Debris surrounds a depiction of the Pieta by Nicolas Coustou in Notre Dame Cathedral April 16, 2019, a day after a fire destroyed much of the church's wooden structure. Officials were investigating the cause of the blaze, but suspected it was linked to renovation work that started in January. CNS photo/Christophe Petit Tesson pool via Reuters

Canadians share in the tragedy … and the hope

By 
  • April 16, 2019

In one of the darkest hours for the “City of Light,” the Catholic Church in Canada has united in prayer and solidarity with Paris as it watched one of its grandest treasures engulfed in a raging inferno.

Canadian Catholics were quick to express their condolences as the world watched Notre-Dame Cathedral go up in flames early in the evening of April 15, Paris time, and rage for hours as firefighters fought to save what they could from the cathedral that dates back to 1163.

As the fire raged, the Catholic bishops of Quebec expressed their “deep sympathy” and emphasized the “historic and deep ties (that) unite France and Quebec.”

“Among these, the bond of faith is particularly significant, since our foundation is directly linked to the missionary efforts of French Catholics, clergy and laity,” said Bishop Noël Simard, president of the Assembly of Catholic Bishops of Quebec. 

Like many, Simard said “the whole world is a witness” of the fire that consumed the famous Gothic cathedral with more than eight centuries of history.

“All my brother bishops from Quebec join me in expressing to the diocese of Paris, to the Church of France and to all the French people their consternation and their immense sadness,” said Simard.

“May Our Lady be our comfort during this time of hardship.” 

Quebec Cardinal Gerald Cyprien Lacroix said in a statement on the Archdiocese of Quebec website that “we share a deep sorrow” as he watched “helplessly the fire (attack) today at the Notre-Dame Cathedral in Paris.” 

“The almost nine centuries of history of this place of Christian worship and the splendour of this world heritage that invites me to prayer still live in me,” said Lacroix.

As the sun set in Montreal, the city dimmed the lights at city hall to pay homage to the cathedral, and church bells rang out around the city.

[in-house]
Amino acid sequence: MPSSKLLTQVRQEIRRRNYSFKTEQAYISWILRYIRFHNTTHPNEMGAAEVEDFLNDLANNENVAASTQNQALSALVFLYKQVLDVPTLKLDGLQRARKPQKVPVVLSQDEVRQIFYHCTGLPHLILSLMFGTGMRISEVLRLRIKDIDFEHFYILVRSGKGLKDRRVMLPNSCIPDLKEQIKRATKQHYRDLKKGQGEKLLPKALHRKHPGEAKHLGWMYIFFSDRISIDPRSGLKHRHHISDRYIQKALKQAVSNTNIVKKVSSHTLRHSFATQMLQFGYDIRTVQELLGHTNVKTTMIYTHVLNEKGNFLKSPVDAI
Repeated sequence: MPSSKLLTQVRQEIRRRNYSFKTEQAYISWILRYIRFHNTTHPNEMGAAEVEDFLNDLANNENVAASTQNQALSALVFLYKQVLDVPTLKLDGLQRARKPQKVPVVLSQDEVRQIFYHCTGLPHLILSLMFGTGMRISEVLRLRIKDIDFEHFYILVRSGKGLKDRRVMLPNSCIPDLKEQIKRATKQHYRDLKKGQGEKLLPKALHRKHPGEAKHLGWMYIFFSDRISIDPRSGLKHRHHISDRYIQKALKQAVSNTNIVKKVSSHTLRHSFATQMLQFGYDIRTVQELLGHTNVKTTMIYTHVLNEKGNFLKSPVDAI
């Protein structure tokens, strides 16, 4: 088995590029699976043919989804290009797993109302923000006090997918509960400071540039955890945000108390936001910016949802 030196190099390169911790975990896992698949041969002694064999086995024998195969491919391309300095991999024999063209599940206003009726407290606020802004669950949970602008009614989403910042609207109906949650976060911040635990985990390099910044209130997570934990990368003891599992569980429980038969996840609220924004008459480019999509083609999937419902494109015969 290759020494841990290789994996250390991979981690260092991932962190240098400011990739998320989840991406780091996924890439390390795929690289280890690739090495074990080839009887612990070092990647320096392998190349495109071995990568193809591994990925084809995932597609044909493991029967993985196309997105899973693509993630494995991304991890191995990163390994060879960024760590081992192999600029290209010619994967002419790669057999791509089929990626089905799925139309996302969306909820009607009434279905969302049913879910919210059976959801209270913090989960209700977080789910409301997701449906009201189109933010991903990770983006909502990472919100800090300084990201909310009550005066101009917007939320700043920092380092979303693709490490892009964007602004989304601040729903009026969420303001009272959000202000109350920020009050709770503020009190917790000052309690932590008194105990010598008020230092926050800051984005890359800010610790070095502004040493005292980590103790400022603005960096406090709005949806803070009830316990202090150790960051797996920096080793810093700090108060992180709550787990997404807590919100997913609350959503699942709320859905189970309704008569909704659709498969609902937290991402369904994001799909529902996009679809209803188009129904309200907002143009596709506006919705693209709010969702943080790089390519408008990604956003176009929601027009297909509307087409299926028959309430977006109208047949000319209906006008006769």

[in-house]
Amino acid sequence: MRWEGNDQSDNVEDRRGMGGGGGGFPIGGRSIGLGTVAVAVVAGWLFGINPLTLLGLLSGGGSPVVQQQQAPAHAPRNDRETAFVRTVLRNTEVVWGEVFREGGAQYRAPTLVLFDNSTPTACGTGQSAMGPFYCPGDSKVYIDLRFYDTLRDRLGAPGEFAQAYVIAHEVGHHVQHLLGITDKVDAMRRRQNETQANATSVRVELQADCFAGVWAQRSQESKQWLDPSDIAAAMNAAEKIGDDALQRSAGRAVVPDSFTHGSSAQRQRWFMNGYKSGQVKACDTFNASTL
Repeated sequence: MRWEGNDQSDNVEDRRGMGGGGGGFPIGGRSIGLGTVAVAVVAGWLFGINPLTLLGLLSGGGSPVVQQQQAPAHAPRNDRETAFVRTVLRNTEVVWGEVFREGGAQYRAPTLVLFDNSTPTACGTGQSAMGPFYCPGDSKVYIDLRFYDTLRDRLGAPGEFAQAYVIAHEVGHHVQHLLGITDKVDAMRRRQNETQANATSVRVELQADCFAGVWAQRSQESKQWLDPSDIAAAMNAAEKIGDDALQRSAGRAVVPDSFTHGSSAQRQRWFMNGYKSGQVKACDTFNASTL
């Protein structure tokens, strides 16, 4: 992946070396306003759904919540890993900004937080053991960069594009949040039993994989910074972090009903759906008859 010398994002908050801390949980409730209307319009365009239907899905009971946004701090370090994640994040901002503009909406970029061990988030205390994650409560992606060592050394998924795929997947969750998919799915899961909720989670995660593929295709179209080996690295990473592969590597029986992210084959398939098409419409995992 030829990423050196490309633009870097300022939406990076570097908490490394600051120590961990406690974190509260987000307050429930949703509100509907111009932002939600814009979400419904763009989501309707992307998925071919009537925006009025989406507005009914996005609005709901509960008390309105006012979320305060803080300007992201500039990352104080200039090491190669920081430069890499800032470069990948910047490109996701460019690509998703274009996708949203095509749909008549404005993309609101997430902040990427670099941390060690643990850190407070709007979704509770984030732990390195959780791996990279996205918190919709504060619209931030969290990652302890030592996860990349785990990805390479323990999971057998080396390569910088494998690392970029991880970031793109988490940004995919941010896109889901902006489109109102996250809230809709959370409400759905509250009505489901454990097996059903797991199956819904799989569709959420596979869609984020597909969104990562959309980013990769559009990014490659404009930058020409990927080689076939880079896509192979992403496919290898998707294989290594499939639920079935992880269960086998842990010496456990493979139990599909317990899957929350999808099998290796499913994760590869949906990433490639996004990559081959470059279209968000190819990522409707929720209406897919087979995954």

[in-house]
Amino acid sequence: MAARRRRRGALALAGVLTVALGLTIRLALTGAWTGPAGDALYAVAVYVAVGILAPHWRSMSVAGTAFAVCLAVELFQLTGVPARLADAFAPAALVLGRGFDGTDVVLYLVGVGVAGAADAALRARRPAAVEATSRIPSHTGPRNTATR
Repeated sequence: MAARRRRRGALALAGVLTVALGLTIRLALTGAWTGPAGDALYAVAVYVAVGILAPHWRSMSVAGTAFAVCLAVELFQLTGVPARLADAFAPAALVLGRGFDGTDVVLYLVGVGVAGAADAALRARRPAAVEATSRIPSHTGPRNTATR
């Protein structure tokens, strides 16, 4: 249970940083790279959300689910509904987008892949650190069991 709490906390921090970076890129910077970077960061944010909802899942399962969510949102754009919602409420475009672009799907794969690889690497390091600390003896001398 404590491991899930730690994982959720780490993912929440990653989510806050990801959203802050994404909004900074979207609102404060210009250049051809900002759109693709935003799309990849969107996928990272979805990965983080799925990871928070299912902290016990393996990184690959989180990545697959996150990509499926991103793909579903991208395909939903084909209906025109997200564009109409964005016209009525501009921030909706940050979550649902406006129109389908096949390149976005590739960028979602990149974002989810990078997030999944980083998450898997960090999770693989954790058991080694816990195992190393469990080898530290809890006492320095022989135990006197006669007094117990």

Montreal, with its French roots, shares a deep connection with Paris and its own Notre-Dame Basilica takes its inspiration from the towers of Notre-Dame de Paris.

Toronto’s Cardinal Thomas Collins said the tragedy has had an effect on people around the globe.

“All around the world, all of us feel a certain sadness in our hearts at the thought of the people of Paris losing not only such an astonishing, most beautiful cathedral in the world, but their cathedral,” Collins told media. “It is their church.”

The London, Ont., diocese also expressed its sorrow as people in the diocese watched “with horror” from afar as the fire consumed the cathedral.

“During this dark hour, only days away from Good Friday and Easter, we are reminded that pain and destruction, in time, will be replaced by love and hope,” said a statement from the diocese.

Canadian Catholic artist Timothy Schmalz of St. Jacob’s, Ont., said he was devastated as he watched the tragedy unfold and he wants to do his part to help restore the iconic church. 

“It’s hard to imagine it’s now in ruins,” said Schmalz, who has visited and taken inspiration from Notre-Dame and the other great cathedrals of Europe.

It was moving to see the amount of support being pledged by people to get started on the rebuild of the magnificent landmark, Schmalz said, and it led him to contact the Paris archdiocese to offer his artisan’s skills.

“Being an eternal optimist, I hope that when this cathedral is rebuilt it will have another message and that is that the Catholic Church today is indeed strong,” said Schmalz, perhaps known best for his Homeless Jesus sculpture that is on display in locales around the world, including Toronto’s Regis College, in Rome, various American cities and soon to be unveiled in Mexico City and Buenos Aires, Argentina.

Schmalz hopes other artists will do likewise “to bring back beauty and to bring back that spirit that is sometimes lost in our secular culture today.”


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Unlike many other news websites, The Catholic Register has never charged readers for access to the news and information on our site. We want to keep our award-winning journalism as widely available as possible. But we need your help.

For more than 125 years, The Register has been a trusted source of faith based journalism. By making even a small donation you help ensure our future as an important voice in the Catholic Church. If you support the mission of Catholic journalism, please donate today. Thank you.